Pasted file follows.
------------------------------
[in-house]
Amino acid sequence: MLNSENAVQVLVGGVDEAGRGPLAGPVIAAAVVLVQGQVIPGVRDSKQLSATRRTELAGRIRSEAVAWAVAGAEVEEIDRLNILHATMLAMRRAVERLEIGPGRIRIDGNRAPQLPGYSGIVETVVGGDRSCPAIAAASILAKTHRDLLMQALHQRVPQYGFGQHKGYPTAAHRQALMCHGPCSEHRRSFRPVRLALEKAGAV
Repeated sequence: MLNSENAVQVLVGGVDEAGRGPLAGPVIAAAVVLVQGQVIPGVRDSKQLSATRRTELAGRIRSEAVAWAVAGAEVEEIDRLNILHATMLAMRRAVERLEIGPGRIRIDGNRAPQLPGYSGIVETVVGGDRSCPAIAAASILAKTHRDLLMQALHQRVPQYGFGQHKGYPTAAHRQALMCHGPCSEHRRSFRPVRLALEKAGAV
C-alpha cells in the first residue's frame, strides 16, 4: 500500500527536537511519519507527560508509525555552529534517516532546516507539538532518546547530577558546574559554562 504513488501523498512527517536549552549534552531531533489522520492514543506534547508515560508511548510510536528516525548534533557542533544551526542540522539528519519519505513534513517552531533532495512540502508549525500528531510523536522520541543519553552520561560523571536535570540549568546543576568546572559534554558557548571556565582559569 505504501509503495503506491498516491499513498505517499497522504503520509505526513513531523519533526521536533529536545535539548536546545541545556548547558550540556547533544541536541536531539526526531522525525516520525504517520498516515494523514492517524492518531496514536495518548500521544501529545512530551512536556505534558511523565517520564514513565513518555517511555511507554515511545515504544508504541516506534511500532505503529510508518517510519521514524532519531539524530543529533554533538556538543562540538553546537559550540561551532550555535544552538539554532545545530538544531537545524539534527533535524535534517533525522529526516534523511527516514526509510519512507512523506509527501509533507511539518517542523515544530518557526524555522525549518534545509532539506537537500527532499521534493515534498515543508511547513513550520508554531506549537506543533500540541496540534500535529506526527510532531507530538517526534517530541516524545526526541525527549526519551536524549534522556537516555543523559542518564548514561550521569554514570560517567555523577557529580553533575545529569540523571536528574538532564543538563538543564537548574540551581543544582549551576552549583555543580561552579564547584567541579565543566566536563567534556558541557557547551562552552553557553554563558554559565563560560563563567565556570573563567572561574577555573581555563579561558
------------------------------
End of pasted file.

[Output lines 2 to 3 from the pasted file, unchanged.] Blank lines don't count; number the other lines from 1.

Amino acid sequence: MLNSENAVQVLVGGVDEAGRGPLAGPVIAAAVVLVQGQVIPGVRDSKQLSATRRTELAGRIRSEAVAWAVAGAEVEEIDRLNILHATMLAMRRAVERLEIGPGRIRIDGNRAPQLPGYSGIVETVVGGDRSCPAIAAASILAKTHRDLLMQALHQRVPQYGFGQHKGYPTAAHRQALMCHGPCSEHRRSFRPVRLALEKAGAV
Repeated sequence: MLNSENAVQVLVGGVDEAGRGPLAGPVIAAAVVLVQGQVIPGVRDSKQLSATRRTELAGRIRSEAVAWAVAGAEVEEIDRLNILHATMLAMRRAVERLEIGPGRIRIDGNRAPQLPGYSGIVETVVGGDRSCPAIAAASILAKTHRDLLMQALHQRVPQYGFGQHKGYPTAAHRQALMCHGPCSEHRRSFRPVRLALEKAGAV